Writer and NSA critic Ilija Trojanow, shown here, was denied entry into the US by officials, possibly in correlation to a letter protesting NSA spying.
The National Security Agency's uncontrolled surveillance programs, as revealed by Edward Snowden, have outraged many a foreigner, even those who have never left their homelands or know what America looks like. Many foreign citizens and government officials have protested and attacked the United States government for their continued support of the NSA's invasive snooping into the private lives of citizens, both American and non-American. The United States has been mostly quiet in terms of response to these protests (since they are happening, you know, elsewhere, and there's a government shutdown happening), but they have targeted certain people, including one German activist who was recently denied entry into the country.
Ilija Trojanow, a 48-year-old German author originally from Bulgaria, had been critical of the NSA's operations, particularly Operation PRISM, since Edward Snowden released documents pertaining to them in the middle of 2013. Following the NSA revelations, Trojanow, along with author Juli Zeh, penned an open letter to German Chancellor Angela Merkel, signed with more than 70,000 signatures, demanding she reveal the full extent of the spying in Germany, to "tell the nation the full truth about the spying offensive." Chancellor Merkel resisted Trojanow's letter, though she and her cabinet have been critical of the NSA's efforts.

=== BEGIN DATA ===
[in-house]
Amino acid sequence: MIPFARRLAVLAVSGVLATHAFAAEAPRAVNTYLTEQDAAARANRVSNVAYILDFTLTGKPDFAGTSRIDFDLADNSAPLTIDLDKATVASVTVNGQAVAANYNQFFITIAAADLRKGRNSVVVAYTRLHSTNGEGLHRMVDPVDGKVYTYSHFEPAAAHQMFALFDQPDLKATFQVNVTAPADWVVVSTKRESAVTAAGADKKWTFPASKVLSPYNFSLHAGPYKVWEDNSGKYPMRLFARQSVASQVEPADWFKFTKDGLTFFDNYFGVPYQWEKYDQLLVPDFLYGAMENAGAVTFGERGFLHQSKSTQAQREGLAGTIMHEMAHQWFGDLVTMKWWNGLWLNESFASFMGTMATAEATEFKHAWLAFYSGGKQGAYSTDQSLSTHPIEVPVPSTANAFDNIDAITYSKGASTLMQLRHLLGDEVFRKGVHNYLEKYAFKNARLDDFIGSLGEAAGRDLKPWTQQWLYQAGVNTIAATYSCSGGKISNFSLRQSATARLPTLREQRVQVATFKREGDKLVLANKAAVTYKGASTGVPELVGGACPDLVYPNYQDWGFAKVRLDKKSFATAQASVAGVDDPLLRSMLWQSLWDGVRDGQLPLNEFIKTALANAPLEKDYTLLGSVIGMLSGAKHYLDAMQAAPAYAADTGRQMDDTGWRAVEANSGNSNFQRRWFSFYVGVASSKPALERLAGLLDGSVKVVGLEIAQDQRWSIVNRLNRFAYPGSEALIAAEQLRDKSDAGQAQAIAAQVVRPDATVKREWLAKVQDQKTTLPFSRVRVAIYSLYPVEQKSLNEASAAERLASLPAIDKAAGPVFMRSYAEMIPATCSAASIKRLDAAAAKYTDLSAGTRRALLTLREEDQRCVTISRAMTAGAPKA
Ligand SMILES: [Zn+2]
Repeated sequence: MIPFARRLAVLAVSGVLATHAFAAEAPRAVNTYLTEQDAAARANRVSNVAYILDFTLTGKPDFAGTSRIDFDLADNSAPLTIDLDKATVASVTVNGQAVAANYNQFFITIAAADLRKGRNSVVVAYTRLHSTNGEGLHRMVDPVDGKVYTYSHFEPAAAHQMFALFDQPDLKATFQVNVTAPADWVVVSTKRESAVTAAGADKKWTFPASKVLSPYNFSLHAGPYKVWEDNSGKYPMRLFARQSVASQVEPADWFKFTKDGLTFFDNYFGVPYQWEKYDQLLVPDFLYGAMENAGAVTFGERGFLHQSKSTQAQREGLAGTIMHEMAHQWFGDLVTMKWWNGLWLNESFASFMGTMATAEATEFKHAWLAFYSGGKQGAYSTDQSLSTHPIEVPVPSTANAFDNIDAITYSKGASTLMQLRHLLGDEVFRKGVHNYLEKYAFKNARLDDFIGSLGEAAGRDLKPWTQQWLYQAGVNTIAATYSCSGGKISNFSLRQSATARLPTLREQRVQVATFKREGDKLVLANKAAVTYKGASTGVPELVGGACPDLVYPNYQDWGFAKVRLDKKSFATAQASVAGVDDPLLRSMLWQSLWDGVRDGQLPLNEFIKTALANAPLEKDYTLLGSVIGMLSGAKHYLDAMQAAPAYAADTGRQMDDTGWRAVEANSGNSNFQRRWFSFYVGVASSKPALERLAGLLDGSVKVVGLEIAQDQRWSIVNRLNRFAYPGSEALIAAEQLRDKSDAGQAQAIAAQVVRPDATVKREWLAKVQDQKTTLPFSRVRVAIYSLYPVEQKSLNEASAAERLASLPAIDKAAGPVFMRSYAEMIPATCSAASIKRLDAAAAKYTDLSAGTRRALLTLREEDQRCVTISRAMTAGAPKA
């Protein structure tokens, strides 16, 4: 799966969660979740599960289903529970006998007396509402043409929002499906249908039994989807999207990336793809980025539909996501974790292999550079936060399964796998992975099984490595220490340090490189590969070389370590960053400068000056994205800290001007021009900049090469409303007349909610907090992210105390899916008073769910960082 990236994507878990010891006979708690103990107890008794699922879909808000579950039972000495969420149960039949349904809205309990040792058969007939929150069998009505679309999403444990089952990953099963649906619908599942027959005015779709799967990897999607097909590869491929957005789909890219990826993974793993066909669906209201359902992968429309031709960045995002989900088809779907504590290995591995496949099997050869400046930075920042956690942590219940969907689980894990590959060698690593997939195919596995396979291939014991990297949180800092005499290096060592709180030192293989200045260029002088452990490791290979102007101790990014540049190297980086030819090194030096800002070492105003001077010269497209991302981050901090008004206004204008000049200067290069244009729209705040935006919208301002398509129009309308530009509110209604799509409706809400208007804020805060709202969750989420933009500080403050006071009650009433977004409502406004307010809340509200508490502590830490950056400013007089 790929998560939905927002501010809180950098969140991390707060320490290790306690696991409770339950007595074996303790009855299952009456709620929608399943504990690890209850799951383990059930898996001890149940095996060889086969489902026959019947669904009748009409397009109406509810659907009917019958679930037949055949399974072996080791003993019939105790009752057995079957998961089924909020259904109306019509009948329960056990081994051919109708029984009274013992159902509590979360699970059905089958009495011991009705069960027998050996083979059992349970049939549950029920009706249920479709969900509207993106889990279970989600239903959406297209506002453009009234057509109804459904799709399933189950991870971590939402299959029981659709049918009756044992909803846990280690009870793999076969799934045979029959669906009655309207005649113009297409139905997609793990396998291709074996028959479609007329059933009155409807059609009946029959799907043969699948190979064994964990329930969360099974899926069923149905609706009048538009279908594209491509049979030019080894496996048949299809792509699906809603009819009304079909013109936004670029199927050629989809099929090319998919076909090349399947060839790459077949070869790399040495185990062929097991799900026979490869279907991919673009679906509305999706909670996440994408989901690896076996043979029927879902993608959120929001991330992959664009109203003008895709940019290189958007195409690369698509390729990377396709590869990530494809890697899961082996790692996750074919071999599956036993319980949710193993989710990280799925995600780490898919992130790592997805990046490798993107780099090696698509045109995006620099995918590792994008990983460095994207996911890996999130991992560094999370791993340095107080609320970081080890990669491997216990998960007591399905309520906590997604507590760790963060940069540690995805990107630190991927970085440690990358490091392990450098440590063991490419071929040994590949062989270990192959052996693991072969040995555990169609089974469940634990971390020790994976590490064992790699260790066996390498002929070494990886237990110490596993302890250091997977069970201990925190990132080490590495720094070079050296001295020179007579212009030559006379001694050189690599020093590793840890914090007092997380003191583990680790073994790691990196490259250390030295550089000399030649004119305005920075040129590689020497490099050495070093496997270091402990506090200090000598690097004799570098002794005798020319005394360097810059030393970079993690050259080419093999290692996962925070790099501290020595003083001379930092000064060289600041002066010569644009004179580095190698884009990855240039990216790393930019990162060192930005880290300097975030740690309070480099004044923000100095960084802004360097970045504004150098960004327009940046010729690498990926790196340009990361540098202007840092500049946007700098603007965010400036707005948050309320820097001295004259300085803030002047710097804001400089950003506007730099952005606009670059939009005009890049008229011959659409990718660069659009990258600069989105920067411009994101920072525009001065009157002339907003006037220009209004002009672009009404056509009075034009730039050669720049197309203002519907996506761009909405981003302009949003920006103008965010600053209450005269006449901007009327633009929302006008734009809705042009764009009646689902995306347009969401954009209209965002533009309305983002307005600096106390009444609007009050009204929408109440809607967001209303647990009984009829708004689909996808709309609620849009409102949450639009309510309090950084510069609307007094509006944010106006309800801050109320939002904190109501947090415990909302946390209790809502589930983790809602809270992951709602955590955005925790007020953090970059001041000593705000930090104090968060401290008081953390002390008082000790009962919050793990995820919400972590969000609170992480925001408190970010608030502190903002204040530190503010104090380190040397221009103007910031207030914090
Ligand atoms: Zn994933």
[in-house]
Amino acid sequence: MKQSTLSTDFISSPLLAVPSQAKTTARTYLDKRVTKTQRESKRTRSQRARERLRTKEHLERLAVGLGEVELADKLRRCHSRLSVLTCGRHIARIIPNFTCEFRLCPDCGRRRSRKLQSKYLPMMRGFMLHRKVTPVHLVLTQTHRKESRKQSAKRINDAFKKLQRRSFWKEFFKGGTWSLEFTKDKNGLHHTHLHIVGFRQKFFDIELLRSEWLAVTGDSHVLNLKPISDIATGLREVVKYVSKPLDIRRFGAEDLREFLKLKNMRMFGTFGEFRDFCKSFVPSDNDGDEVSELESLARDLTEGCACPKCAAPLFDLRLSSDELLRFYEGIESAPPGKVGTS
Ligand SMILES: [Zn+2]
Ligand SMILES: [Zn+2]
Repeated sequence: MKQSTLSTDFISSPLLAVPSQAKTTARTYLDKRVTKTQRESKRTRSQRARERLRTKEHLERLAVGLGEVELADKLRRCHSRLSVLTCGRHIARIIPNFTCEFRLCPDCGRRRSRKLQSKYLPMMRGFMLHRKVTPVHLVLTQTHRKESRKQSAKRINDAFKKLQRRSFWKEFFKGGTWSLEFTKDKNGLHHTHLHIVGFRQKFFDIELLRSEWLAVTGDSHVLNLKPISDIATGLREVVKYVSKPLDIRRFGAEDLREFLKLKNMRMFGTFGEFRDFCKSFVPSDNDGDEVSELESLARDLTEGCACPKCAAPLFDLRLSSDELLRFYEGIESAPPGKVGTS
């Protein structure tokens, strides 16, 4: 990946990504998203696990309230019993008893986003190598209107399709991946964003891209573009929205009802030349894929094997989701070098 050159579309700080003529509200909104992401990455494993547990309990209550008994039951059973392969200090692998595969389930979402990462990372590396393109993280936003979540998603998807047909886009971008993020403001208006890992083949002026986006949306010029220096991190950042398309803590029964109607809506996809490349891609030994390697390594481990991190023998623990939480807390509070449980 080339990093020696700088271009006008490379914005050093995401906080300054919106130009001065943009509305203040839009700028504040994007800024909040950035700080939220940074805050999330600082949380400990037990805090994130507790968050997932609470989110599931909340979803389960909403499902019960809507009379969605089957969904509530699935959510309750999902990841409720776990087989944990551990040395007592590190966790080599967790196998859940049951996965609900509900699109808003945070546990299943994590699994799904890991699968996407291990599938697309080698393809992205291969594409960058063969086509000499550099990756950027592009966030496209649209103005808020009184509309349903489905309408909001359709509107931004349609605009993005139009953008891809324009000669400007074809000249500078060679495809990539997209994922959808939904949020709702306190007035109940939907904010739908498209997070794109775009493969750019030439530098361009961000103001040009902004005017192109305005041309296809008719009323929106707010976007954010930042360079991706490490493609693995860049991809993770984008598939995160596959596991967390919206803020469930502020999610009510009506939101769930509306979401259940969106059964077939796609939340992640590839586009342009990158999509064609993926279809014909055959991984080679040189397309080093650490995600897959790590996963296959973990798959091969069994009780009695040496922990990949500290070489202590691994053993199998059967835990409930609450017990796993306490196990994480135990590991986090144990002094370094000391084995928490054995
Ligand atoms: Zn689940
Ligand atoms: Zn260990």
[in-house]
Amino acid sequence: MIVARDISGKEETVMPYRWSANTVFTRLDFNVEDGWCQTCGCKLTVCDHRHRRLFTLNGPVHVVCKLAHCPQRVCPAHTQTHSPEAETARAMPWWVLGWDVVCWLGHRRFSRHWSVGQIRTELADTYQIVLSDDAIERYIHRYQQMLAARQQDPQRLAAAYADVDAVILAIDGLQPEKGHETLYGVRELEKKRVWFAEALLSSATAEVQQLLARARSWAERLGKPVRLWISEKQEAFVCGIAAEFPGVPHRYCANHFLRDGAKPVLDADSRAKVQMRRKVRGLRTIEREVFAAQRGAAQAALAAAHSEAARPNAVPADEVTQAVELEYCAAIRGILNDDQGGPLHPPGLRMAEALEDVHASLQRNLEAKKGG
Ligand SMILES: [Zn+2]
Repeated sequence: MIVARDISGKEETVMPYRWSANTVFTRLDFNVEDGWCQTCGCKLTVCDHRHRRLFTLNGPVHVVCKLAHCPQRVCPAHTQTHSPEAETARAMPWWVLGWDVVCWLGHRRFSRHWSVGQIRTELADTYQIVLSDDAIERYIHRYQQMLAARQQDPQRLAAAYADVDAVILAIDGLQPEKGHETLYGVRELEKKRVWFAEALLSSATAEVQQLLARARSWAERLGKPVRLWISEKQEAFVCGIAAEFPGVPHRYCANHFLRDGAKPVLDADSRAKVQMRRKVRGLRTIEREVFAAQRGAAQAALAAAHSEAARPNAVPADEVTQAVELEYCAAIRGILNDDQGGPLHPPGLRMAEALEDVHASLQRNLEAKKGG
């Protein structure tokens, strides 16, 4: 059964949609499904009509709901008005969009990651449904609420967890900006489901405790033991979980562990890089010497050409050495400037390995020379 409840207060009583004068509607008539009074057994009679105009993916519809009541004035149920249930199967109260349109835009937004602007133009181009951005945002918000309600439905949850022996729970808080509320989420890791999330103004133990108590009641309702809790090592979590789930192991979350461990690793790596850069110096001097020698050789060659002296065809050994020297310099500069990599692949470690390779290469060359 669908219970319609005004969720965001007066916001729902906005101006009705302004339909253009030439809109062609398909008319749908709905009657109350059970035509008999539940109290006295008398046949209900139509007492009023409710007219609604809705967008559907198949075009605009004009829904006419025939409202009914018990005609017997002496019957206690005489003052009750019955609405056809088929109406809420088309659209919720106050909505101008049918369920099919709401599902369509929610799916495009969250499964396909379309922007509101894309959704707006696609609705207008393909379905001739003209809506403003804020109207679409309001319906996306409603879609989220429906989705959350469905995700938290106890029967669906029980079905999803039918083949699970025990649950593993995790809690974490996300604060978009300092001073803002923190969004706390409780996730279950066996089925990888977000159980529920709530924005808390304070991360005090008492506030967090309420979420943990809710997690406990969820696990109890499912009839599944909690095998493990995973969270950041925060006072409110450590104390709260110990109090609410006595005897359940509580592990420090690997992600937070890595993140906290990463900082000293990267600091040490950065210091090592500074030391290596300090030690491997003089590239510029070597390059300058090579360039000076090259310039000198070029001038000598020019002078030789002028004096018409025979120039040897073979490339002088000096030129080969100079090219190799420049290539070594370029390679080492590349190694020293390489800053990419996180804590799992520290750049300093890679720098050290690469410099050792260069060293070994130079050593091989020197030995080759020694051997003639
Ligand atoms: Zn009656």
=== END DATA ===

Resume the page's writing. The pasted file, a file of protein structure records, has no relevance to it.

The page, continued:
Recently, Ilija Trojanow was en route to Denver from Brazil to attend a German language convention, but when attempting to board a plane in Salvador de Bahia, airport officials refused to let him board. An official told Trojanow that he was not allowed to board the plane because he was denied entry into the United States, without an explanation. Trojanow remained stranded in Brazil until his publisher was able to book him a flight back to Germany.
It remains unknown why the United States denied Ilija Trojanow entry to the country. Juli Zeh, however, suspects the letter had something to do with the denial of entry. That is a bit hard to believe, though: While there is a history in the United States of denying foreigners entry into the country, there have not been many cases in the modern era where there was no express warning that they would be denied entry, especially for the reason of merely protesting American policy. It'll be interesting what comes of this.
(Image Sources: WU Vienna, Das Blaue Sofa)